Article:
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Communicating with target audiences in the digital age


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9 hours ago, Emeralds said:

Marketing and word of mouth are so important. The opening night of the mixed bill with Hofesh Schecter’s Untouchable wasn’t  just well attended as you’d expect first nights to be (critics attending, friends and family supporting) but packed out. Initially I wondered who they’d all come to see. After Untouchable ended, the audience (especially in the amphitheatre and balcony tiers) went wild. Somehow the word had got around to his fan base. It was the same for Akram Khan’s Dust-every performance that he was dancing in sold out very quickly.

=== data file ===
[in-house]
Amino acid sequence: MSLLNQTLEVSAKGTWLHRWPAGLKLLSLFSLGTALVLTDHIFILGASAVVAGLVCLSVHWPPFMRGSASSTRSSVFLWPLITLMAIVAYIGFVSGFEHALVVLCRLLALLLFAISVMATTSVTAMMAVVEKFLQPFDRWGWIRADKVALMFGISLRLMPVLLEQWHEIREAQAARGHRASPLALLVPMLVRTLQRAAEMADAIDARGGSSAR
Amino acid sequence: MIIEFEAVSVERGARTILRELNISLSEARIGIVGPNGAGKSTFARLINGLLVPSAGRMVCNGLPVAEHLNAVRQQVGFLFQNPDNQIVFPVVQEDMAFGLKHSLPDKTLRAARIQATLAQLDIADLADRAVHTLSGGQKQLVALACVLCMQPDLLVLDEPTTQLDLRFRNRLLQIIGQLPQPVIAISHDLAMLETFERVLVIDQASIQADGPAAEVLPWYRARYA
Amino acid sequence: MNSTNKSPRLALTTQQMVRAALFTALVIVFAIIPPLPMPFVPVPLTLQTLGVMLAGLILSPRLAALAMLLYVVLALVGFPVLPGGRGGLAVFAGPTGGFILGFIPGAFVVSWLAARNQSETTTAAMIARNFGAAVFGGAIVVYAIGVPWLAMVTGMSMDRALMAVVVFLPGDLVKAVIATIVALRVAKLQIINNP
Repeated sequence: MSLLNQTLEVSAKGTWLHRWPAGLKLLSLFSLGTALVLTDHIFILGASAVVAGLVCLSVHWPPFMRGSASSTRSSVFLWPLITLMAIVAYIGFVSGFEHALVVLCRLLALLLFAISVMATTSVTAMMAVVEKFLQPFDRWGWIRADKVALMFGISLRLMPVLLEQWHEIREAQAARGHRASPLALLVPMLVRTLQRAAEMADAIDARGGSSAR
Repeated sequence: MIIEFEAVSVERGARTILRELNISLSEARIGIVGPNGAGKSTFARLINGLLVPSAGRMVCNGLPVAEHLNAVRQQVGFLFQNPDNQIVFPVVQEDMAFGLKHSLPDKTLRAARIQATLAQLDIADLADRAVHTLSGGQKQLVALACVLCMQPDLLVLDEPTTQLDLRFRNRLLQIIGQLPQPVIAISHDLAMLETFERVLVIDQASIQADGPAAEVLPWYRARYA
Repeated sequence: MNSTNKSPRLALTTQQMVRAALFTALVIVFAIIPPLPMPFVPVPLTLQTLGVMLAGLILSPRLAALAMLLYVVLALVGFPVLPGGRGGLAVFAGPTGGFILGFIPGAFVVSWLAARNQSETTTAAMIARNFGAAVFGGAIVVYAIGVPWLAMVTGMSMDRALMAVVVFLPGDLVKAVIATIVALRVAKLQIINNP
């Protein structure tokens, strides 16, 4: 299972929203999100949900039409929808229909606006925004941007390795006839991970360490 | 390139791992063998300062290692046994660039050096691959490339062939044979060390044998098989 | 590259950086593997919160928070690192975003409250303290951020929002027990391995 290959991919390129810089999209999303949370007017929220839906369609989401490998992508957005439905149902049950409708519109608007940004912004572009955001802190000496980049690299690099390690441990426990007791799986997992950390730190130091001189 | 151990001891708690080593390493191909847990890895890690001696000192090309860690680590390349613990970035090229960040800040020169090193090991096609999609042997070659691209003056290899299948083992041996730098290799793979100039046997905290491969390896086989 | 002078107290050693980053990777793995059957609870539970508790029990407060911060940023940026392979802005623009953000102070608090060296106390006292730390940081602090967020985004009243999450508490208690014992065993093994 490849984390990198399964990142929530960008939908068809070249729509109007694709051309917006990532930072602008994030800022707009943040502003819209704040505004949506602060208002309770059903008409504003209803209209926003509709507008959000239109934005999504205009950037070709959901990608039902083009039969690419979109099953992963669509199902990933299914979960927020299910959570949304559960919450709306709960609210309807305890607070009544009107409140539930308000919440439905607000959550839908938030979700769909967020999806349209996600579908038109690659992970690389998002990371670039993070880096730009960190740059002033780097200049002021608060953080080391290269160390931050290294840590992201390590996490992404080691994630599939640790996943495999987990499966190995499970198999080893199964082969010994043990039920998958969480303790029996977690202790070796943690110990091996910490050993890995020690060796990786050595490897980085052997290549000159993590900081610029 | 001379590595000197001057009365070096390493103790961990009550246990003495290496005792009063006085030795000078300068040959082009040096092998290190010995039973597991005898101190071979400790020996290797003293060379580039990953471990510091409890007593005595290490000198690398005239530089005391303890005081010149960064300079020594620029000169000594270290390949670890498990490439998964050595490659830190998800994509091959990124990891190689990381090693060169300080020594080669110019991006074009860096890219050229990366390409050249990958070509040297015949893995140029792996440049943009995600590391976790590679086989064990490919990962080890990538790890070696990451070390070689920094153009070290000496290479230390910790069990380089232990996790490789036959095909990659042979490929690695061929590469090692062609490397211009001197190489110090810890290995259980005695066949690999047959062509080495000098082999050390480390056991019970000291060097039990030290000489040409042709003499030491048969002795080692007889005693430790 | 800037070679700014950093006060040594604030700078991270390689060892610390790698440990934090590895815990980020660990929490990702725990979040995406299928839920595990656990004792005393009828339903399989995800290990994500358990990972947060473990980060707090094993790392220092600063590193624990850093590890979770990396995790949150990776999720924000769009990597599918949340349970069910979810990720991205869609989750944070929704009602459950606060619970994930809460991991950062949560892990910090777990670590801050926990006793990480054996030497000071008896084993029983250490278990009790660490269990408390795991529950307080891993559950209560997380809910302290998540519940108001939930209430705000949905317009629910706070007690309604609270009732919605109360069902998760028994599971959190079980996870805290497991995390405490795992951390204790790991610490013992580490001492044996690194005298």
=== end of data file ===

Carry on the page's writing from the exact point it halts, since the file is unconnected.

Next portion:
I think, as our culture, as well as our society, becomes increasingly fragmented, it must be getting harder and harder to hit your target audience, which helps nobody.  I mean, if you're posting on Twitter and Instagram and Facebook and TikTok (is that a viable option in this case?) AND at the same time trying to catch the attention of those who still read hard-copy newspapers / travel on the London Underground / listen to Radio 3 / [insert other favoured mode of communication here] you must be spreading yourself very thinly, and at no doubt considerable cost.